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Reading as a Spiritual Practice: Historical Fiction

September 25, 2013

I read Gone with the Wind for the first time when I was 11 years old. I had seen the movie on TV with my mom one night and wanted to know more of the story. So, my mom got me the book. I devoured it! I loved the sweeping descriptions of ball gowns and afternoons of courting. I loved the fierce love between a woman and her home. I didn’t realize that I was swallowing a fictional view of the old South. It wasn’t until I was in high school and encountered Uncle Tom’s Cabin that I saw how deep the fairy tale of Gone with the Wind dove past reality. I wonder sometimes if Uncle Tom’s Cabin would have had such a profound effect on me if I hadn’t loved Gone with the Wind so fiercely?

Good historical fiction gives us access to a world that we wouldn’t have known otherwise. And it does it through the most powerful means possible–story. While I am bad at remembering the dates and locations of the battles of the Civil War, I remember that Sherman burned Atlanta because Margret Mitchell’s description of Scarlett fleeing the fire is imbedded in my brain.

The two books I wanted to bring to you in our examination of reading historical fiction as spiritual practice actually occurred in similar time settings. And they tell similar stories. Why bring both? They highlighted for me a need to tell these kinds of stories. These stories have been a quiet part of Christianity’s history. They have been the background, the unusual, the suspect. But I need these stories. I need to know that they happened. I need to know that they are part of the tapestry of history that I walk in community with. I need to know these things because these stories are in my DNA. They shape me, predict my reactions, and show me how the larger community could respond. More on them tomorrow…

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One Comment leave one →
  1. September 26, 2013 3:03 am

    I just spent my Wednesday at the Getty Museum in Los Angeles as a combination medieval historian/theologian/art historian with a dear [Protestant Christian] friend who had no previous experience with Western European Christian religious iconography and illuminated manuscripts looking at this exhibit:

    http://www.getty.edu/art/exhibitions/canterbury/

    and this one:

    http://www.getty.edu/art/exhibitions/saints/

    I grew up Roman Catholic, have spent my life studying history, am aiming at life as an historical theologian, and had a grandmother who was an art teacher (who worked in a museum with a collection similar to the Getty’s for most of my life). Illuminated manuscripts, stained glass, devotional art, lives of the saints? This is what I spend every available opportunity pouring over as a museum rat.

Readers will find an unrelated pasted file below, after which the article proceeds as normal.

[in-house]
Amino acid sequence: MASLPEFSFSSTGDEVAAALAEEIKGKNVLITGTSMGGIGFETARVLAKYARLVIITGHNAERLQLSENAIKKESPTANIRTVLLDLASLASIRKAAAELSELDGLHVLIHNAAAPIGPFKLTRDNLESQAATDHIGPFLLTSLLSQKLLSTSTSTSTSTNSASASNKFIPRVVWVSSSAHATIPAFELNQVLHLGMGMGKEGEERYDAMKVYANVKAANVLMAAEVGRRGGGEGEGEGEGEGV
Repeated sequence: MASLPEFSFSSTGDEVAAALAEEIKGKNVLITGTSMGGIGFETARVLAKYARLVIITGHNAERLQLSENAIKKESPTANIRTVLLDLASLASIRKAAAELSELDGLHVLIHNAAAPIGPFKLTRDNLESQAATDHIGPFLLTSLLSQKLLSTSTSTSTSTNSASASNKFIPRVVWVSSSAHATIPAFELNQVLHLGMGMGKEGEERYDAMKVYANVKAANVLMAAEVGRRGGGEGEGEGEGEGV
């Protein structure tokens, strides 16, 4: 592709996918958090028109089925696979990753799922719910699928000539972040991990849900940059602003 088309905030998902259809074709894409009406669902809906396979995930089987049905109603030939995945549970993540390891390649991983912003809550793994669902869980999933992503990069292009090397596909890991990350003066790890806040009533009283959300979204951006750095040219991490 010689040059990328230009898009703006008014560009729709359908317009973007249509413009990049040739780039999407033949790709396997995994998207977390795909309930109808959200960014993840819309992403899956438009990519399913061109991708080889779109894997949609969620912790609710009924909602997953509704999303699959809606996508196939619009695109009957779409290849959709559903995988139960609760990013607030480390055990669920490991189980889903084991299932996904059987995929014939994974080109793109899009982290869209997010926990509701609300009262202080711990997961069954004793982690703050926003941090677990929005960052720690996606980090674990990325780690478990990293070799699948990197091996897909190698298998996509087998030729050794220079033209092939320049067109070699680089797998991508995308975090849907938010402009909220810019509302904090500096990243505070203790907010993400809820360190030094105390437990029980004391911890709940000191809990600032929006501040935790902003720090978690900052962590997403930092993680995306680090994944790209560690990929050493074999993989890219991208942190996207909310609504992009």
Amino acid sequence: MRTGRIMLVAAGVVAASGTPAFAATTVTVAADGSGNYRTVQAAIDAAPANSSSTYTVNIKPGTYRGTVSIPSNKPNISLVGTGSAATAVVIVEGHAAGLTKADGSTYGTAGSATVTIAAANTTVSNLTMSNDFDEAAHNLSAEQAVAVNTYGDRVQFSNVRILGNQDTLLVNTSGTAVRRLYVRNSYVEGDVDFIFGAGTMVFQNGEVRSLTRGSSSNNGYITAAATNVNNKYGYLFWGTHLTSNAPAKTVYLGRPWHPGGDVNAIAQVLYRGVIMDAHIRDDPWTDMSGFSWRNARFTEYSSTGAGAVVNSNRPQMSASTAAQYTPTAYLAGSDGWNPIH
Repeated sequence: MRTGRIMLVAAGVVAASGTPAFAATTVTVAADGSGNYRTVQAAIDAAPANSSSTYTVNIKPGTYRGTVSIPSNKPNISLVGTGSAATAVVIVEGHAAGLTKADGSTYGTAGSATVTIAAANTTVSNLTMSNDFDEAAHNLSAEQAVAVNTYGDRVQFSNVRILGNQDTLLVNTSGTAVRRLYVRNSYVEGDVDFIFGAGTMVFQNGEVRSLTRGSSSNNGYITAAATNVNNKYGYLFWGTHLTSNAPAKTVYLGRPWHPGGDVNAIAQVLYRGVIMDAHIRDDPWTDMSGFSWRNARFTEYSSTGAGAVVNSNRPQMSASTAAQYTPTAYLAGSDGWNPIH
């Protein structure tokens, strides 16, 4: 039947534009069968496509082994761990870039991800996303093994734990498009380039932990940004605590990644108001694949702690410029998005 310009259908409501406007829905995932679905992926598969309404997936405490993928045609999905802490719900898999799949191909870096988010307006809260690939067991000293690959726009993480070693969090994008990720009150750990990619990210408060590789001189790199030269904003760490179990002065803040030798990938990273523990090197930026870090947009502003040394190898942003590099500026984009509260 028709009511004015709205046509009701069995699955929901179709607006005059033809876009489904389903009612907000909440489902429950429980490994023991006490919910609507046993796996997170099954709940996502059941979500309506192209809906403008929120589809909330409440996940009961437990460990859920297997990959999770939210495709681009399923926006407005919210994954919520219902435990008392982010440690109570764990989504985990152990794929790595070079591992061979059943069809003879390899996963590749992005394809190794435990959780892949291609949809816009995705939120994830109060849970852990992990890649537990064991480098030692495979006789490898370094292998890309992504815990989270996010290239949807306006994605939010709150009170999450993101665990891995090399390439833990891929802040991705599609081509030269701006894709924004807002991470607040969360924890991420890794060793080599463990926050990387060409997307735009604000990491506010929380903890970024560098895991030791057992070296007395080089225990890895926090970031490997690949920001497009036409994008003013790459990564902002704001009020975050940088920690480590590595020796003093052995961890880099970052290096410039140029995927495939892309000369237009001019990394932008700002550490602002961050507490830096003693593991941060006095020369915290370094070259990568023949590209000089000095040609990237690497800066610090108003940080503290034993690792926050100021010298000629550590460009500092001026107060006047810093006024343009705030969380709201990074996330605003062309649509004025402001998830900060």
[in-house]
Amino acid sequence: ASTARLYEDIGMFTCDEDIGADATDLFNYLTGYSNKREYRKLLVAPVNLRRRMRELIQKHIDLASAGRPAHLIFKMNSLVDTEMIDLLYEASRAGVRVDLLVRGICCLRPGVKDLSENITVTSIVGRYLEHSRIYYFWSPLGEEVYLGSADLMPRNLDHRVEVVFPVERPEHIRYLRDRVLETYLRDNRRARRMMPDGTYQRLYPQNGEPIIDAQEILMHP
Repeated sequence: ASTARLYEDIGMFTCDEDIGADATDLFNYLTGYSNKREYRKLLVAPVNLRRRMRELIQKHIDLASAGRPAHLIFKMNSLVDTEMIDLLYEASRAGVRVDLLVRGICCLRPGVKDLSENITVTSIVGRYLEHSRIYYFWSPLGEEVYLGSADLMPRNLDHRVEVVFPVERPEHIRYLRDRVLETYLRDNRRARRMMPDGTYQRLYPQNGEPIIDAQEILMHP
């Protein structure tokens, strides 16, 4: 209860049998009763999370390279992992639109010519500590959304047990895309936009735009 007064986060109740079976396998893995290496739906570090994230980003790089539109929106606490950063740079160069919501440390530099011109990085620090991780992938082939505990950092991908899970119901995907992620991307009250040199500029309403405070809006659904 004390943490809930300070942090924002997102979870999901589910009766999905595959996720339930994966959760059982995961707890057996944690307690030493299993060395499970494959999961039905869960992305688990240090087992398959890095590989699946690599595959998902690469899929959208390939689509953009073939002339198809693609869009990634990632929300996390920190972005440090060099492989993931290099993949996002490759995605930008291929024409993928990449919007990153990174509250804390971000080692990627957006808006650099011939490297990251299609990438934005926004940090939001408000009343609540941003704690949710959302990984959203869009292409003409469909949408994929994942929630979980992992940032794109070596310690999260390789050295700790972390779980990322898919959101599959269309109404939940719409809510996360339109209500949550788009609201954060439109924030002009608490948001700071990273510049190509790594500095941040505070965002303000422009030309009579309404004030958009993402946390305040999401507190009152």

My friend had no clue.

    The original “historical fiction” of Western Christianity is told in its devotional art. Mary, Jesus, Bible stories, the details of the lives of the saints? The rough details of these stories were conveyed — for centuries — in devotional art, but conveyed in very “modern” ways that were malliable to cultural interpretation — Jesus? Mary? The characters in the Bible? It’s only a modern idea of the last few hundred years to try to make them less than the Everymen they are in devotional art by placing them squarely in “traditional” dress and settings contemporary to their actual historical place and time — most often the characters and stories are placed as an overlay to a modern (to period) setting. Sometimes details of a story or the way a story is portrayed changes over time for what is popular…how something like — say, the Annunciation or Crucifixion or Pentecost — is portrayed. Where Mary Magdelene is placed at the Crucifixion has changed over time, the presence and representation of various persons of the trinity in depictions of the Annunciation has changed over time, whether or not Mary Mother of Jesus was present at Pentecost (and where she was placed and how) have changed over time. Lives and stories of the saints — the vision and ecstacy of St. Francis of Assisi for example — also are often and variously depicted.

    No artist was “there” at the scene of these things, and their iconic portrayal is a visual equivalent of historical fiction. It’s pretty cool. And psalters and books of hours? Devotional texts that formed an amazing hodge-podge of stories and psalms and illuminations. It’s pretty cool when you start thinking about it. Devotional art…tells a story.

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